Once the spacer fits nicely we have one more adjustment to make. If you look inside the spacer you see there is a ridge on this inside. This ridge is not quite large enough to let a 1.25 inch nosepiece from a guide camera fit through. Sand this ridge down until your nosepiece or guide scope just fits through. Having a good fit here helps make sure the camera will fit snugly and minimize flexure.
Here is an image of the spacer block being test fit over the nosepiece on my Meade DSI.
Next you will want to drill and tap 3 holes for the retaining bolts for the spacer block. I used a tap kit from a local hardware store:
I recommend using a 6-32 bolt size.
After this step the eyepiece end of the finder scope will look like this:
Now insert the spacer block and then some small bolts to hold it in place.
Next we are going to add the thumbscrew which will hold the guide camera in place. Drill and tap another 6-32 hole through the outside of the finder scope as well as the spacer block. Insert a thumbscrew and you should have something like:
We're almost done now. The inner diameter of the spacer block is slightly larger than 1.25 inches. I used some Velcro inserted to get the size approximately correct. Insert the Velcro strip so that one is exactly opposite the thumbscrew, and the other two are off to the side to provide additional support:
Now insert your guide camera. You will need to work it into place so the end of the nosepiece of the camera fits inside to small ridge on the inside of the spacer block. This inner ridge will support the end of the guide camera and keep it from moving around. Then tighten the thumbscrew to hold the guide camera into place. As you tighten the thumbscrew watch the guide camera and make sure it doesn't end up tilted relative to the optical axis of the finder. This may require some additional Velcro shimming.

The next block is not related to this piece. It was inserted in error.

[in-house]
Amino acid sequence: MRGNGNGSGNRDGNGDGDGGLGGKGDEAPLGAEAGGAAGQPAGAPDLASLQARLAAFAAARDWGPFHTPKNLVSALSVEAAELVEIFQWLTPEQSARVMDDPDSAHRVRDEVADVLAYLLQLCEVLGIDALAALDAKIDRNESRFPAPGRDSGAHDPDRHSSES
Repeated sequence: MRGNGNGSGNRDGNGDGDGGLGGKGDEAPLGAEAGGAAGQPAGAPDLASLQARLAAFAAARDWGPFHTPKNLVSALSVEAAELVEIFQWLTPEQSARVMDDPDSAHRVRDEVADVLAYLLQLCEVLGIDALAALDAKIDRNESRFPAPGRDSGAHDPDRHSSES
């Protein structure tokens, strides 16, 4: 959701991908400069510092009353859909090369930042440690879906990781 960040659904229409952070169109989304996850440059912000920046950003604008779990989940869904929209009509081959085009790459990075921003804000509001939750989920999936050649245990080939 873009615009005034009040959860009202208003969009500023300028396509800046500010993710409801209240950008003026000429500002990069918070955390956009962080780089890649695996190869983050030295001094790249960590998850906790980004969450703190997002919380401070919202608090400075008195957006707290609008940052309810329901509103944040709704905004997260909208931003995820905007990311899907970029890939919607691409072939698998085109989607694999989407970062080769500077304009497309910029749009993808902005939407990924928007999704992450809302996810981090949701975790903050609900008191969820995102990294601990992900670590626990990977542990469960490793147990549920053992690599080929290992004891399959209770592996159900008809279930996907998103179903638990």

Finally you need to thread the objective back onto the finder. You will want to thread it all the way on.
Now hook the camera up to your computer and point the finder at a distant object. Slowly unthread the objective outwards until you reach focus. At night when you reach focus you will probably want to use some masking tape to hold the objective in place so it doesn't move from the focus position.
This is my first light exposure from my garage looking out into the yard:
I use a standard Synta-style finder scope holder to hold my guide scope. I put some shims into the holder as I tightened down the screws on the finder scope to make sure the guide scope cannot move around inside the finder holder. I purchased some additional bases for the finder holder so I could one on each scope I use. Then I just insert the finder holder dovetail in the base and tighten it down. So far this arrangement has worked well. I was able to take some 3 minute exposures on my C8 reduced to 1280mm with the finder guide scope attached this way.
For reference, here is a 1 second exposure with my Meade DSI of 17P/Holmes on 2007-11-06:
Here is an image taken with the C8 and a focal reducer (1280mm effective focal length) composed of 20 frames, each 3 minutes long. The stars look good - the odd stars away from the center of the image are due to the focal reducer (note the radial pattern of the elongation). I did notice some flexure, however, as the image did drift over time. The drift per frame was not enough to elongate the stars, but over time the object moves away from the center of the frame. This can be good as it provides some offset between frames which can be desirable when combining frames. However I am going to move to a more secure mechanism to mount the finder. The vendor ScopeStuff has some nice finder holders, for example.
I have never needed to use more than 1 second for my exposure time to find a guide star.
Please let me know if you have any questions or comments.
Mounted on a Celestron C8:
Custom Mounted With a Canon 200mm f/2.8 EF lenses (More info)